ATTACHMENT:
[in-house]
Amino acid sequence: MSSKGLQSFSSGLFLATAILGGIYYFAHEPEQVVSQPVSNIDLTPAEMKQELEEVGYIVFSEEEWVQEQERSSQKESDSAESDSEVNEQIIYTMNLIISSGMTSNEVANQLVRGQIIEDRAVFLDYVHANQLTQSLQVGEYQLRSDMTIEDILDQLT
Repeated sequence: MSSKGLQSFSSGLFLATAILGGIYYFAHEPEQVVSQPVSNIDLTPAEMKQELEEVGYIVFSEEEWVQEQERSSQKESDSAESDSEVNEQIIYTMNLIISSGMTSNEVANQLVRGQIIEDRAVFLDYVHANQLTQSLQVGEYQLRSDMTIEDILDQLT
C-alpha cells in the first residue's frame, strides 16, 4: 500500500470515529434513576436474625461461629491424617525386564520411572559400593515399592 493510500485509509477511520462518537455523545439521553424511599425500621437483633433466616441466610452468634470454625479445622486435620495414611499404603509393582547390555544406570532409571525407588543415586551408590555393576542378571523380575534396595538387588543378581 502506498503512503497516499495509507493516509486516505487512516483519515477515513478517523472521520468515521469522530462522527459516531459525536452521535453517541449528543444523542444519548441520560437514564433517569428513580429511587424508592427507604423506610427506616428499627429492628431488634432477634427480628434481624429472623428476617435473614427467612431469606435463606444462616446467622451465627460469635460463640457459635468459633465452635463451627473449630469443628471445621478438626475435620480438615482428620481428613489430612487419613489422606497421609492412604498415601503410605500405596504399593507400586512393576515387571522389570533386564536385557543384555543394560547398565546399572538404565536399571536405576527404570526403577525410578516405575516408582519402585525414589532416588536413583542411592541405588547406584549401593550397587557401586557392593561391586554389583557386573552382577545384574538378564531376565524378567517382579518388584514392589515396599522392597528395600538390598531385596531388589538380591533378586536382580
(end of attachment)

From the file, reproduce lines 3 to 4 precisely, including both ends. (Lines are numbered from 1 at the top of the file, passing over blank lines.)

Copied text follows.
Repeated sequence: MSSKGLQSFSSGLFLATAILGGIYYFAHEPEQVVSQPVSNIDLTPAEMKQELEEVGYIVFSEEEWVQEQERSSQKESDSAESDSEVNEQIIYTMNLIISSGMTSNEVANQLVRGQIIEDRAVFLDYVHANQLTQSLQVGEYQLRSDMTIEDILDQLT
C-alpha cells in the first residue's frame, strides 16, 4: 500500500470515529434513576436474625461461629491424617525386564520411572559400593515399592 493510500485509509477511520462518537455523545439521553424511599425500621437483633433466616441466610452468634470454625479445622486435620495414611499404603509393582547390555544406570532409571525407588543415586551408590555393576542378571523380575534396595538387588543378581 502506498503512503497516499495509507493516509486516505487512516483519515477515513478517523472521520468515521469522530462522527459516531459525536452521535453517541449528543444523542444519548441520560437514564433517569428513580429511587424508592427507604423506610427506616428499627429492628431488634432477634427480628434481624429472623428476617435473614427467612431469606435463606444462616446467622451465627460469635460463640457459635468459633465452635463451627473449630469443628471445621478438626475435620480438615482428620481428613489430612487419613489422606497421609492412604498415601503410605500405596504399593507400586512393576515387571522389570533386564536385557543384555543394560547398565546399572538404565536399571536405576527404570526403577525410578516405575516408582519402585525414589532416588536413583542411592541405588547406584549401593550397587557401586557392593561391586554389583557386573552382577545384574538378564531376565524378567517382579518388584514392589515396599522392597528395600538390598531385596531388589538380591533378586536382580